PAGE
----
bus on a barge.  how is this a good idea?

This is the highest navigable lake in the world and it is home to the Uros, artificial islands made of continuously replenished reeds.  Your visit there will be very cool and very touristy.  But for us the best part was the views of the lake as we left by bus for La Paz.  Climbing ever higher, the views got ever better until we descended back to the lake shore for a crossing.

They unloaded us from the bus and on to small boats.  Then, amazingly, they drove the bus on to a rickety old wooden barge.  The waves were such I was trying to figure just how cold the water was going to be and if I could make the swim to shore; and just how they were going to pull the bus off the bottom.  But we and it both made it.

As I’m sure countless buses and people are doing right now as I write.  All of whom are wondering, “Can I make the swim to shore and how are they going to pull our bus off the bottom?”

3.  Salar de Uyuni.

That white stuff?  Salt.

I’ve been to islands.  You’ve been to islands.  But until Salar I’d never been to one in covered in cactus in the middle of a great, unending brilliant white expanse of salt.  Largest in the world, they say.  Oh, and at some times in some years the salt is covered with water.  Laying down still more layers of salt.  20+ meters deep in places.

I’ve stayed in hotels.  You’ve stayed in hotels.  But until Salar I’d never stayed in one made completely of salt.  Walls of salt.  Floors of salt.  Tables, chairs and beds carved from blocks of salt.  No heat, but lots of salt.

4.  Arequipa.

El Misti.

What a volcano should look like.

Quite simply a stunningly beautiful city.  Spotlessly clean, gorgeous central plaza, fine old colonial buildings made from the area’s unique porous white lava stone and filled with interesting restaurants, clubs, churches and convents.  This is the place I’d return to for an extended stay.   Majestically overseeing it all is El Misti; what a volcano should look like!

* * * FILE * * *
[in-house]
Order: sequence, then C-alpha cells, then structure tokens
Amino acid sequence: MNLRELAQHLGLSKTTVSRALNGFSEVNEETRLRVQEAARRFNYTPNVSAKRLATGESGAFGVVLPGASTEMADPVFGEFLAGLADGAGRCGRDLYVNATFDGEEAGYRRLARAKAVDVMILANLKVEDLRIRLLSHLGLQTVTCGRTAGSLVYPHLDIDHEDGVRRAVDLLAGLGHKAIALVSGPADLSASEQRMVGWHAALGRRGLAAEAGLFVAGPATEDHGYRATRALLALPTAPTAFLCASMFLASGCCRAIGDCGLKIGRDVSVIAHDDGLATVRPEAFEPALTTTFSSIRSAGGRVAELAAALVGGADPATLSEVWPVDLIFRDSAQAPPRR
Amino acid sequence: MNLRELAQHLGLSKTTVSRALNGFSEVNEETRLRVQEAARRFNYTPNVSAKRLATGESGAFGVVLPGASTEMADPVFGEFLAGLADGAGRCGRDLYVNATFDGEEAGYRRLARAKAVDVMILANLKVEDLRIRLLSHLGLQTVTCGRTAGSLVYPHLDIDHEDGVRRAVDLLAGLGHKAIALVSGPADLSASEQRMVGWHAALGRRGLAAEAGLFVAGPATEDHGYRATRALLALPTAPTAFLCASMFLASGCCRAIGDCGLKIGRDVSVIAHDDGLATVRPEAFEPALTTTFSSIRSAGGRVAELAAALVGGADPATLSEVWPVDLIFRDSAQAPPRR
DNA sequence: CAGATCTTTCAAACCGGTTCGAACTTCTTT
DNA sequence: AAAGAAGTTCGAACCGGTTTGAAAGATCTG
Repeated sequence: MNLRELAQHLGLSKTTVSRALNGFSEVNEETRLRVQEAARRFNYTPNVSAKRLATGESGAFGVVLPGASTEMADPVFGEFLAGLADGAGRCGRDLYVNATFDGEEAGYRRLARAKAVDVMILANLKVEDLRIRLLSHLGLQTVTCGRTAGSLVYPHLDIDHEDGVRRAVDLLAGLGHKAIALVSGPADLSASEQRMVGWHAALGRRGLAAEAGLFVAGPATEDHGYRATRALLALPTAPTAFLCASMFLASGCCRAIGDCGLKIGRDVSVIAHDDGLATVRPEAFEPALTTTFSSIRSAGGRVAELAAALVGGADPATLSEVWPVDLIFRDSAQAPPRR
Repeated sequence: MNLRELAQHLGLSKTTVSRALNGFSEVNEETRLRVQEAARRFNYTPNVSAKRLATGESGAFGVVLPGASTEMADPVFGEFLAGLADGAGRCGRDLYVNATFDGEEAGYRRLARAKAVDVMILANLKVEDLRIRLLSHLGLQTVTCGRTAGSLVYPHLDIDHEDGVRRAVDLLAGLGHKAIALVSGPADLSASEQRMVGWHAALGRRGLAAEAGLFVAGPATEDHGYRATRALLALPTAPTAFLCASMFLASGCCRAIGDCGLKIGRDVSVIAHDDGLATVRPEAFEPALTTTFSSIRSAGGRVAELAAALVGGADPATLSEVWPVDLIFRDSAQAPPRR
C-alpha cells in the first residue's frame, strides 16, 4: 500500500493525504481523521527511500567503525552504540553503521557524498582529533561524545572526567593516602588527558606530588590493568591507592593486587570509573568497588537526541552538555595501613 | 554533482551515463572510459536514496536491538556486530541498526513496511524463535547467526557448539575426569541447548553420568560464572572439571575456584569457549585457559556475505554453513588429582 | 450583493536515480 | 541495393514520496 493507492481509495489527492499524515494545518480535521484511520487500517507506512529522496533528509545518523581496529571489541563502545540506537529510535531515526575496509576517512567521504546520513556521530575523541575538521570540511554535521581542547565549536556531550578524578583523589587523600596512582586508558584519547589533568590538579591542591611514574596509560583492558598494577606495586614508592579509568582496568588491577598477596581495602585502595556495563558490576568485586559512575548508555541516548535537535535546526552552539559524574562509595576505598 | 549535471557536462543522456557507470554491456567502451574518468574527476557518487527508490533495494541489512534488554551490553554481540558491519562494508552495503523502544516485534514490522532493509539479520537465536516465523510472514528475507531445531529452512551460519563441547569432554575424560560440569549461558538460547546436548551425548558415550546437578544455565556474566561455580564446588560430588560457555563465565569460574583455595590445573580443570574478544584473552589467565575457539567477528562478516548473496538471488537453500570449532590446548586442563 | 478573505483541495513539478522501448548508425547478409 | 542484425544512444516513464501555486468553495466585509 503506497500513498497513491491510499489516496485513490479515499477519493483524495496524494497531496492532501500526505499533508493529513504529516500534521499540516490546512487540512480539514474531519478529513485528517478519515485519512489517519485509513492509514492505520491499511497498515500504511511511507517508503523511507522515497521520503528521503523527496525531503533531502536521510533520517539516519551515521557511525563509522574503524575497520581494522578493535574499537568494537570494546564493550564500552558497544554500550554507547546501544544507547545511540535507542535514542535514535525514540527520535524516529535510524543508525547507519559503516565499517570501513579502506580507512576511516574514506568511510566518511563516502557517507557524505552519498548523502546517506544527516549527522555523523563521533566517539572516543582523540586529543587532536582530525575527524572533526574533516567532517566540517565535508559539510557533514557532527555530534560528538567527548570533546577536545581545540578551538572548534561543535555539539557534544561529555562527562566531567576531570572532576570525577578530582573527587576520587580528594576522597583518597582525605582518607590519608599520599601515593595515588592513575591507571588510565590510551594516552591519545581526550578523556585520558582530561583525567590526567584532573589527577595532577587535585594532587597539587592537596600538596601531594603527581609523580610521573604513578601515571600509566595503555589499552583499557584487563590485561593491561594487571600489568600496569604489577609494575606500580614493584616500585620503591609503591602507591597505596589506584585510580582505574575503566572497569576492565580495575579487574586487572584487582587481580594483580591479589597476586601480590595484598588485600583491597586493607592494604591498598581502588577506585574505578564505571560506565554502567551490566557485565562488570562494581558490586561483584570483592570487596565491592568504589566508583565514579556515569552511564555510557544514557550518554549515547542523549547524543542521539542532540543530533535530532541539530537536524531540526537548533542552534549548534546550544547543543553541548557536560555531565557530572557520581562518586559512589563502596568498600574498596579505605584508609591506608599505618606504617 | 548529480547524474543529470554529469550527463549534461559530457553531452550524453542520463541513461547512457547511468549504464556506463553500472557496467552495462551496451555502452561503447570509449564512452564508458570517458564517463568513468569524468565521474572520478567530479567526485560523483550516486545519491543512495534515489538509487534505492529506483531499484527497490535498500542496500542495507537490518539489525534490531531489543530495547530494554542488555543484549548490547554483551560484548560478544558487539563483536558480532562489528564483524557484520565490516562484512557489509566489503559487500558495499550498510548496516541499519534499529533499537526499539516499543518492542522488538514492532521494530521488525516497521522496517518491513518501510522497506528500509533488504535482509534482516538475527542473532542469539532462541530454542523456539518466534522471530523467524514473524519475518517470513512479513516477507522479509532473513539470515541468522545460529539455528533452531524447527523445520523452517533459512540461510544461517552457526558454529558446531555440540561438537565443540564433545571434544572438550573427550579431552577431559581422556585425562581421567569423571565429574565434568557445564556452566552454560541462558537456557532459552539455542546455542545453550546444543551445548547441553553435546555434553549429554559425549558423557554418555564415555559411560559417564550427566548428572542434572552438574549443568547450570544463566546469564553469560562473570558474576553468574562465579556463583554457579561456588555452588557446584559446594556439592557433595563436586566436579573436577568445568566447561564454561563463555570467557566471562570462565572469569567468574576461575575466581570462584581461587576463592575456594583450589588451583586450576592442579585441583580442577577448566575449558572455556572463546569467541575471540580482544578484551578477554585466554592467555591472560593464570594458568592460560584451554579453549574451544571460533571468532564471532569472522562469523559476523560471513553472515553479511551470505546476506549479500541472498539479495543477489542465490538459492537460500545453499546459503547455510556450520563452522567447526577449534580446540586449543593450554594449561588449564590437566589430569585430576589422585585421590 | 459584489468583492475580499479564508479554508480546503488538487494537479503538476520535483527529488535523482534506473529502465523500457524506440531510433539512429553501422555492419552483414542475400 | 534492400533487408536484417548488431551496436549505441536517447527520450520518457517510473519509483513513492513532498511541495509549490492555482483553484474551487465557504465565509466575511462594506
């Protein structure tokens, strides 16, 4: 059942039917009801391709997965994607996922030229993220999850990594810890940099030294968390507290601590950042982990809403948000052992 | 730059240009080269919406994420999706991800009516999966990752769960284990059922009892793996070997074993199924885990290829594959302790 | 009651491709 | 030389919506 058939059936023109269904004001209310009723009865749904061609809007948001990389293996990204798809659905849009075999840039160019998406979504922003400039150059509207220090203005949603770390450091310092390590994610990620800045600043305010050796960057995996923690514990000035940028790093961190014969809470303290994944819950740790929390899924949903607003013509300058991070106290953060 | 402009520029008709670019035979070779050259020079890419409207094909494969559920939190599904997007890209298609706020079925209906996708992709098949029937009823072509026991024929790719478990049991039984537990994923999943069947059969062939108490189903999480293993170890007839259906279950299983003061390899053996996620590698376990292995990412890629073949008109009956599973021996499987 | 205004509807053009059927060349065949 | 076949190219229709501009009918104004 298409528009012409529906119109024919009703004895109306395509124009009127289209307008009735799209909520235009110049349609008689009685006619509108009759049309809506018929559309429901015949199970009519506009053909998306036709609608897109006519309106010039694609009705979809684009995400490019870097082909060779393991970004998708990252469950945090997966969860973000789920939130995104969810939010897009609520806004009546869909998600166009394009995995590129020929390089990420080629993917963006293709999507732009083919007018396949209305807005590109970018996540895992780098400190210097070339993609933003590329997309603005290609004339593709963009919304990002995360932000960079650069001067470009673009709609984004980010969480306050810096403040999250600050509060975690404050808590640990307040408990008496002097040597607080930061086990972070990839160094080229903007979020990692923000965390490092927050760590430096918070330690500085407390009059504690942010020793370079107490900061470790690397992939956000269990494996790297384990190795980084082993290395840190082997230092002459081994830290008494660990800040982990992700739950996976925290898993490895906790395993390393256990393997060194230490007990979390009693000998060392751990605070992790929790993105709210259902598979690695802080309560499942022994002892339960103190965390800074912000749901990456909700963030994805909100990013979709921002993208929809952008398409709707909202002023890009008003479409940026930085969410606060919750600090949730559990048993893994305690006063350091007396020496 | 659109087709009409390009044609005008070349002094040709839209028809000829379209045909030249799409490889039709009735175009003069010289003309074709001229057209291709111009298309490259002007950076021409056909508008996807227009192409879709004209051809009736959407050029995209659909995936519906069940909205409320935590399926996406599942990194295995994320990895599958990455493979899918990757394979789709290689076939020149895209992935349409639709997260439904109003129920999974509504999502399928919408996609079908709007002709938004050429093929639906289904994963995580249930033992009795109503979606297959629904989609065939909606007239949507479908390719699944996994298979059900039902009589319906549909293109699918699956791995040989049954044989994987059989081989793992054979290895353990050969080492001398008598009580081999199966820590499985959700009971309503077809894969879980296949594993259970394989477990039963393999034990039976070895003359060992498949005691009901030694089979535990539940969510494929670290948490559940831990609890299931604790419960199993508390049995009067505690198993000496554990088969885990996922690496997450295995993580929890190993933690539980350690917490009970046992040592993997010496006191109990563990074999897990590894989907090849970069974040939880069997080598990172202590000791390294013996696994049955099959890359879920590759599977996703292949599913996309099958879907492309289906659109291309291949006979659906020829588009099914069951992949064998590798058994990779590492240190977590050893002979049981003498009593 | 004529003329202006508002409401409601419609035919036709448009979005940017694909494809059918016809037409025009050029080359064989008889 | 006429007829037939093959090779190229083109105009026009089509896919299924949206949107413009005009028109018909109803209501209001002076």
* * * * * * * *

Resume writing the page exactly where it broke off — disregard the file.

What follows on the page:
5.  People.

dried llama fetuses

available only in your local Witches Market

Miguel, Carlos, Michael, Katerina, all in their twenties or thirties and on their multi month/multi year travel odysseys.  The crazy (even though he only spoke French I know because Katerina leaned over and whispered to me “He’s crazy!) old Venezuelan in the salt hotel, the South Chilean family in San Pedro de Atacama.  Patrick who abandoned his friend with the broken arm.

The little witch in La Paz.  Thankfully I bought a good luck charm from her, which is why I had the sweater that kept me from freezing to death on the slat flats of Salar de Uyuni.  Passed on the dried llama fetus however.  But Patrick had two.   He’s carrying them home to Spain.

There’s a bit of the adventure.  As the stories occur to me I’ll post a few more.

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  1. Shilpan says

    Wonderful account of your trip, Jim! Do you recommend Arequipa as a place to retire? If so, what’s the cost of living and how it compares with cost of living in a comparable city in the States?

    • jlcollinsnh says

      Thanks Shilpan!

      Arequipa is far and away our favorite city on this trip, and right at the top of my all time list. Really a drop dead gorgeous place. In fact I may do a longer post on it.

      Certainly I would love to return and spend more time there, and it may well be one of the places on our list if my “rolling retirement” plan comes to pass. (That is, living in a series of different places for 6-24 months before moving on.)

      We didn’t look at property or apartments, but based on hotels and restaurants I’d estimate living costs to be about 1/3 of what we spend in NH. For reference, NH is likely around the median of living costs in the USA. Less than NYC, more than Toledo, OH.

      As for buying a place and settling in for the long term, I’d hesitate. Not because of Arequipa, but because it is Peru. Everywhere we went we heard of, and saw, political unrest. Most Peruvians we met think it will get worse before it gets better.

      So if I were to retire there I’d rent, keep my passport close and my finger in the political winds.

      Remember though, we spent a grand total of five days in the place (and only about four weeks in Peru) so I’m no expert.

  2. kohlrabie says